7.                     Title = table.Column<string>(type: "nvarchar(max)", nullable: true),  
  8.                     UserId = table.Column<int>(type: "int", nullable: false),  
  9.                     CreatedOn = table.Column<DateTime>(type: "datetime2", nullable: false),  
  10.                     Content = table.Column<string>(type: "nvarchar(max)", nullable: true),  
  11.                     ModifiedOn = table.Column<DateTime>(type: "datetime2", nullable: false),  
  12.                     BlogId = table.Column<int>(type: "int", nullable: false)  
  13.                 },  
  14.                 constraints: table =>  
  15.                 {  
  16.                     table.PrimaryKey("PK_Posts", x => x.PostId);  
  17.                 });  
The result is below. Note that now the order of columns is exactly like the order of properties in our Post class above.
 
New Features Of Entity Framework Core 2.1 - Better Column Ordering In Initial Migration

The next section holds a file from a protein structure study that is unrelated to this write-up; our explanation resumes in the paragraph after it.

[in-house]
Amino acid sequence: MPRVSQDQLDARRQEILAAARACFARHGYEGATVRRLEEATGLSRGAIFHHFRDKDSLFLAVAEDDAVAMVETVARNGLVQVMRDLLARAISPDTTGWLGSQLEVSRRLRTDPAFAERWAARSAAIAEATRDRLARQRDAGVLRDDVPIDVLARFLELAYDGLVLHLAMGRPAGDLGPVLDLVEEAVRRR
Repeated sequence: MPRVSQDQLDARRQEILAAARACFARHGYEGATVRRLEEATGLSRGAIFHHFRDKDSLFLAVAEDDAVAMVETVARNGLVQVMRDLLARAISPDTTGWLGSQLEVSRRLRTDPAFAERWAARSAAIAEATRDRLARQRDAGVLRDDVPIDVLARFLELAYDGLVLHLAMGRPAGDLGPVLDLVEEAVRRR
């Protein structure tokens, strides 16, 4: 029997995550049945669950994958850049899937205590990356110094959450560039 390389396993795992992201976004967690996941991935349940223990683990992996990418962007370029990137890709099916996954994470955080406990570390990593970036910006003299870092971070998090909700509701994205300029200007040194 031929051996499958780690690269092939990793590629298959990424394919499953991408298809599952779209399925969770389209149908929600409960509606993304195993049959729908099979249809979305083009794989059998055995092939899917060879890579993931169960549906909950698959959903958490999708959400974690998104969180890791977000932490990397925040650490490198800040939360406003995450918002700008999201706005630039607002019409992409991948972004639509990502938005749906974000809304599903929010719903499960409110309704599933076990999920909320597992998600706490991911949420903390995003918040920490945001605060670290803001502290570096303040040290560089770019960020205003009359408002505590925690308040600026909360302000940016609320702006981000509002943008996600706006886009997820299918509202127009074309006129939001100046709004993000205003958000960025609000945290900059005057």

Using T-SQL migration
  1. migrationBuilder.Sql("CREATE TABLE [dbo].[Posts](" +  
  2.                "[PostId][int] IDENTITY(1, 1) NOT NULL," +  
  3.                "[Title][nvarchar](max) NULL," +  
  4.                "[UserId][int] NOT NULL," +  
  5.                "[CreatedOn][datetime2](7) NOT NULL," +  
  6.                "[Content][nvarchar](max) NULL," +  
  7.                "[ModifiedOn][datetime2](7) NOT NULL," +  
  8.                "[BlogId][int] NOT NULL," +  
  9.                "CONSTRAINT[PK_Posts_new] PRIMARY KEY CLUSTERED([PostId] ASC))") ;  
The result is exactly like above (1).
 
Using DataAnnotations
  1. public class Post  
  2.     {  
  3.         [Key, Column( Order = 0)]  
  4.         public int PostId { getset; }  
  5.   
  6.         [Column( Order = 1)]  
  7.         public string Title { getset; }  
  8.   
  9.         [Column( Order = 2)]  
  10.         public int UserId { getset; }  
  11.   
  12.         [Column(Order = 3)]  
  13.         public DateTime CreatedOn { getset; }  
  14.   
  15.         [Column(Order = 4)]  
  16.         public string Content { getset; }  
  17.         [Column(Order = 5)]  
  18.         public DateTime ModifiedOn { getset; }